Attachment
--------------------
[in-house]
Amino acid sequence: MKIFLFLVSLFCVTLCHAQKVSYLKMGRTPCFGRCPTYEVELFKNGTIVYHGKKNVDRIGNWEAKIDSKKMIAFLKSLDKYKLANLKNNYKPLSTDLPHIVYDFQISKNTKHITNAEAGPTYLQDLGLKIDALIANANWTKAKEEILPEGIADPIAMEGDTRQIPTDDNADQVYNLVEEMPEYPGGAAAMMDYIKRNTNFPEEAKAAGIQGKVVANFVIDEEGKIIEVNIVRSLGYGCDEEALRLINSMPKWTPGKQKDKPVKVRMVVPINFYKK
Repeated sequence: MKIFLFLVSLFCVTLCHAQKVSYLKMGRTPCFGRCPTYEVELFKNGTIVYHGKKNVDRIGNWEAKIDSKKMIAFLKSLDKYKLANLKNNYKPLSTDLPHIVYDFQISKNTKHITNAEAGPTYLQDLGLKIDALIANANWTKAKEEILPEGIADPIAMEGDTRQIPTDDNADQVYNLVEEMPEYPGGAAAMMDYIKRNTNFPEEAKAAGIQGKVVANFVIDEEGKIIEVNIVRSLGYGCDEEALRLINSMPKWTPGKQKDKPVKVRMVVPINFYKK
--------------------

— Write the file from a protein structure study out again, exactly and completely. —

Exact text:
[in-house]
Amino acid sequence: MKIFLFLVSLFCVTLCHAQKVSYLKMGRTPCFGRCPTYEVELFKNGTIVYHGKKNVDRIGNWEAKIDSKKMIAFLKSLDKYKLANLKNNYKPLSTDLPHIVYDFQISKNTKHITNAEAGPTYLQDLGLKIDALIANANWTKAKEEILPEGIADPIAMEGDTRQIPTDDNADQVYNLVEEMPEYPGGAAAMMDYIKRNTNFPEEAKAAGIQGKVVANFVIDEEGKIIEVNIVRSLGYGCDEEALRLINSMPKWTPGKQKDKPVKVRMVVPINFYKK
Repeated sequence: MKIFLFLVSLFCVTLCHAQKVSYLKMGRTPCFGRCPTYEVELFKNGTIVYHGKKNVDRIGNWEAKIDSKKMIAFLKSLDKYKLANLKNNYKPLSTDLPHIVYDFQISKNTKHITNAEAGPTYLQDLGLKIDALIANANWTKAKEEILPEGIADPIAMEGDTRQIPTDDNADQVYNLVEEMPEYPGGAAAMMDYIKRNTNFPEEAKAAGIQGKVVANFVIDEEGKIIEVNIVRSLGYGCDEEALRLINSMPKWTPGKQKDKPVKVRMVVPINFYKK